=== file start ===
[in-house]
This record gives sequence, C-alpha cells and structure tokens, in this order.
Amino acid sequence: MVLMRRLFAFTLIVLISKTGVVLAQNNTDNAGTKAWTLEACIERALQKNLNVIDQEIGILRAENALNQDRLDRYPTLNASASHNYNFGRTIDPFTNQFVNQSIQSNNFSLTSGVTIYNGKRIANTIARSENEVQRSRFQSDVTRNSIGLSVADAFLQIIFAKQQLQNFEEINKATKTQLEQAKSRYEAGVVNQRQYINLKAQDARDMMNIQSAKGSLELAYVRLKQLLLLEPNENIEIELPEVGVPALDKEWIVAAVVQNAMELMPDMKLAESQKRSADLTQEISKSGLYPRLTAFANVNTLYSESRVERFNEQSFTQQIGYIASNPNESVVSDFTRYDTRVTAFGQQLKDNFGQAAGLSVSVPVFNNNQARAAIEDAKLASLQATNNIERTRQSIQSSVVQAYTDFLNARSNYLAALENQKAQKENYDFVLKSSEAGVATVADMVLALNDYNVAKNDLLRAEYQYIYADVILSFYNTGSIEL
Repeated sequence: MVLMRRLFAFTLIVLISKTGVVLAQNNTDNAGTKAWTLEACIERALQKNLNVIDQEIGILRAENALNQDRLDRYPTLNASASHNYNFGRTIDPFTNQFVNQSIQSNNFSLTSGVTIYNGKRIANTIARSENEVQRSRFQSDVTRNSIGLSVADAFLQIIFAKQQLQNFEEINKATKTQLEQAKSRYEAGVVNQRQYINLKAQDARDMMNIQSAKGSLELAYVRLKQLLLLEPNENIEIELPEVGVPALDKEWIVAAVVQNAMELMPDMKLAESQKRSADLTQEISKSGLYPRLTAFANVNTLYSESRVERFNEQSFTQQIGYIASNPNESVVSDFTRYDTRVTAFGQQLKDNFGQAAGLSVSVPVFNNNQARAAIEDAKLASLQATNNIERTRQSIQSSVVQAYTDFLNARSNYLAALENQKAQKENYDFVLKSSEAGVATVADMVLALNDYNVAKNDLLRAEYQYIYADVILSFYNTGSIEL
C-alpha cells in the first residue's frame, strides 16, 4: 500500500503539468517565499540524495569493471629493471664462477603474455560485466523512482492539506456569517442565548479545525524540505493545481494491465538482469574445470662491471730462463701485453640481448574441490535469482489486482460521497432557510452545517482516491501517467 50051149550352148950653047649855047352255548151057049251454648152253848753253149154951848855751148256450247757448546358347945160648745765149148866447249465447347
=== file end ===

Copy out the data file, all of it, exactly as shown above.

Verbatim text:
[in-house]
This record gives sequence, C-alpha cells and structure tokens, in this order.
Amino acid sequence: MVLMRRLFAFTLIVLISKTGVVLAQNNTDNAGTKAWTLEACIERALQKNLNVIDQEIGILRAENALNQDRLDRYPTLNASASHNYNFGRTIDPFTNQFVNQSIQSNNFSLTSGVTIYNGKRIANTIARSENEVQRSRFQSDVTRNSIGLSVADAFLQIIFAKQQLQNFEEINKATKTQLEQAKSRYEAGVVNQRQYINLKAQDARDMMNIQSAKGSLELAYVRLKQLLLLEPNENIEIELPEVGVPALDKEWIVAAVVQNAMELMPDMKLAESQKRSADLTQEISKSGLYPRLTAFANVNTLYSESRVERFNEQSFTQQIGYIASNPNESVVSDFTRYDTRVTAFGQQLKDNFGQAAGLSVSVPVFNNNQARAAIEDAKLASLQATNNIERTRQSIQSSVVQAYTDFLNARSNYLAALENQKAQKENYDFVLKSSEAGVATVADMVLALNDYNVAKNDLLRAEYQYIYADVILSFYNTGSIEL
Repeated sequence: MVLMRRLFAFTLIVLISKTGVVLAQNNTDNAGTKAWTLEACIERALQKNLNVIDQEIGILRAENALNQDRLDRYPTLNASASHNYNFGRTIDPFTNQFVNQSIQSNNFSLTSGVTIYNGKRIANTIARSENEVQRSRFQSDVTRNSIGLSVADAFLQIIFAKQQLQNFEEINKATKTQLEQAKSRYEAGVVNQRQYINLKAQDARDMMNIQSAKGSLELAYVRLKQLLLLEPNENIEIELPEVGVPALDKEWIVAAVVQNAMELMPDMKLAESQKRSADLTQEISKSGLYPRLTAFANVNTLYSESRVERFNEQSFTQQIGYIASNPNESVVSDFTRYDTRVTAFGQQLKDNFGQAAGLSVSVPVFNNNQARAAIEDAKLASLQATNNIERTRQSIQSSVVQAYTDFLNARSNYLAALENQKAQKENYDFVLKSSEAGVATVADMVLALNDYNVAKNDLLRAEYQYIYADVILSFYNTGSIEL
C-alpha cells in the first residue's frame, strides 16, 4: 500500500503539468517565499540524495569493471629493471664462477603474455560485466523512482492539506456569517442565548479545525524540505493545481494491465538482469574445470662491471730462463701485453640481448574441490535469482489486482460521497432557510452545517482516491501517467 50051149550352148950653047649855047352255548151057049251454648152253848753253149154951848855751148256450247757448546358347945160648745765149148866447249465447347